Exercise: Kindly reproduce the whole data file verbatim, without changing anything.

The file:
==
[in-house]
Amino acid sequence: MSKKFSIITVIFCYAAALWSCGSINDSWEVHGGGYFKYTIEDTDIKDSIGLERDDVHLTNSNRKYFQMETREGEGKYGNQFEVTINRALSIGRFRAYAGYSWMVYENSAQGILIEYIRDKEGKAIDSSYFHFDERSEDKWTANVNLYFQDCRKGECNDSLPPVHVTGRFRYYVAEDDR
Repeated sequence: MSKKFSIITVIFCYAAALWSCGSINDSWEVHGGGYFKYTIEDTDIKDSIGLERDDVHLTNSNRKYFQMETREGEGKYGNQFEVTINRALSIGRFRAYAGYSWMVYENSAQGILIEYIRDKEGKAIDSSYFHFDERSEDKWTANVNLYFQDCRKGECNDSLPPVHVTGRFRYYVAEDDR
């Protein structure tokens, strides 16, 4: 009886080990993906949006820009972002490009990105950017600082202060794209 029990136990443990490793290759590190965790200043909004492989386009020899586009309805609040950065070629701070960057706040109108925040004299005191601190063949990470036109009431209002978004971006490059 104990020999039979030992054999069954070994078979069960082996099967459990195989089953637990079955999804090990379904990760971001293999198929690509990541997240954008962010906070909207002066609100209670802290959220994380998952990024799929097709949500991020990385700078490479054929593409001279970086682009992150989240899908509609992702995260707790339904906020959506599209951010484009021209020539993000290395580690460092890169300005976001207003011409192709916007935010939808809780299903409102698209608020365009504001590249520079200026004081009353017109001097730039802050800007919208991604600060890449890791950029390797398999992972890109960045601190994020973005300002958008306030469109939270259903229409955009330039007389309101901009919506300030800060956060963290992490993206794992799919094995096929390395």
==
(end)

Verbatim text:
[in-house]
Amino acid sequence: MSKKFSIITVIFCYAAALWSCGSINDSWEVHGGGYFKYTIEDTDIKDSIGLERDDVHLTNSNRKYFQMETREGEGKYGNQFEVTINRALSIGRFRAYAGYSWMVYENSAQGILIEYIRDKEGKAIDSSYFHFDERSEDKWTANVNLYFQDCRKGECNDSLPPVHVTGRFRYYVAEDDR
Repeated sequence: MSKKFSIITVIFCYAAALWSCGSINDSWEVHGGGYFKYTIEDTDIKDSIGLERDDVHLTNSNRKYFQMETREGEGKYGNQFEVTINRALSIGRFRAYAGYSWMVYENSAQGILIEYIRDKEGKAIDSSYFHFDERSEDKWTANVNLYFQDCRKGECNDSLPPVHVTGRFRYYVAEDDR
């Protein structure tokens, strides 16, 4: 009886080990993906949006820009972002490009990105950017600082202060794209 029990136990443990490793290759590190965790200043909004492989386009020899586009309805609040950065070629701070960057706040109108925040004299005191601190063949990470036109009431209002978004971006490059 104990020999039979030992054999069954070994078979069960082996099967459990195989089953637990079955999804090990379904990760971001293999198929690509990541997240954008962010906070909207002066609100209670802290959220994380998952990024799929097709949500991020990385700078490479054929593409001279970086682009992150989240899908509609992702995260707790339904906020959506599209951010484009021209020539993000290395580690460092890169300005976001207003011409192709916007935010939808809780299903409102698209608020365009504001590249520079200026004081009353017109001097730039802050800007919208991604600060890449890791950029390797398999992972890109960045601190994020973005300002958008306030469109939270259903229409955009330039007389309101901009919506300030800060956060963290992490993206794992799919094995096929390395």